Angiotensin II induces region-specific medial disruption during evolution of ascending aortic aneurysms

Debra L. Rateri, Frank M. Davis, Anju Balakrishnan, Deborah A. Howatt, Jessica J. Moorleghen, William N. O'Connor, Richard Charnigo, Lisa A. Cassis, Alan Daugherty

Research output: Contribution to journalArticlepeer-review

78 Scopus citations


Angiotensin II (Ang II) promotes development of ascending aortic aneurysms (AAs), but progression of this pathology is undefined. We evaluated factors potentially involved in progression, and determined the temporal sequence of tissue changes during development of Ang II-induced ascending AAs. Ang II infusion into C57BL/6J mice promoted rapid expansion of the ascending aorta, with significant increases within 5 days, as determined by both in vivo ultrasonography and ex vivo sequential acquisition of tissues. Rates of expansion were not significantly different in LDL receptor-null mice fed a saturated fat-enriched diet, demonstrating a lack of effect of hypercholesterolemia. Augmenting systolic blood pressure with norepinephrine infusion had no significant effect on ascending aortic expansion. Pathological changes observed within 5 days of Ang II infusion included increased medial thickness and intramural hemorrhage characterized by erythrocyte extravasation in outer lamellar layers of the media. Intramedial hemorrhage was not observed after prolonged Ang II infusion, although partial medial disruption was present. Elastin fragmentation and transmural medial breaks of the ascending aorta were observed with continued Ang II infusion, which were restricted to anterior aspects. CD45+ cells accumulated in adventitia but were minimal in media. Similar pathology was observed in tissues obtained from patients with ascending AAs. In conclusion, Ang II promotes ascending AAs through region-specific changes that are independent of hypercholesterolemia or systolic blood pressure.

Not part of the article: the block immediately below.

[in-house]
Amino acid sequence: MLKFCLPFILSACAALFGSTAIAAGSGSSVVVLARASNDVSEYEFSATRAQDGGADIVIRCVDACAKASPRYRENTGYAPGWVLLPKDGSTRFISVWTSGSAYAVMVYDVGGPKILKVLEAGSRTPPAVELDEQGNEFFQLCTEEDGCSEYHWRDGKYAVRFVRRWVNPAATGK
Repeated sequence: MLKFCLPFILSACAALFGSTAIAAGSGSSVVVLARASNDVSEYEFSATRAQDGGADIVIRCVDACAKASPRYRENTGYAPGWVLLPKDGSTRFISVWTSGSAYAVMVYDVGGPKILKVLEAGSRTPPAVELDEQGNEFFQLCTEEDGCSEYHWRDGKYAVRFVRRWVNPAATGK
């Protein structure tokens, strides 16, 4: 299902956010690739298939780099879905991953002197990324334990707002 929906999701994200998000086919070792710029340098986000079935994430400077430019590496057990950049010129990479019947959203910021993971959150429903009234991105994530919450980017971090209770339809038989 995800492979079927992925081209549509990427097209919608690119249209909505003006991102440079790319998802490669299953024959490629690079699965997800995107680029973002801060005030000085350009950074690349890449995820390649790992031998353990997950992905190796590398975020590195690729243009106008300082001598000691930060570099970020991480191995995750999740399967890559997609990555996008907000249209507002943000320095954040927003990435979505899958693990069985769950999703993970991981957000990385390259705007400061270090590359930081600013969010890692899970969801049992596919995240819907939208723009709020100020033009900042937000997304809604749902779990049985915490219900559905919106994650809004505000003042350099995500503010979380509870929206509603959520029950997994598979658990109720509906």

Original languageEnglish
Pages (from-to)2586-2595
Number of pages10
JournalAmerican Journal of Pathology
Issue number9
StatePublished - Sep 2014

Bibliographical note

Funding Information:
Supported by NIH grants R01-HL107319 (A.D.) and P20-GM103527 (L.A.C.) and a Sarnoff Cardiovascular Foundation Fellowship (F.M.D.).

ASJC Scopus subject areas

  • Pathology and Forensic Medicine


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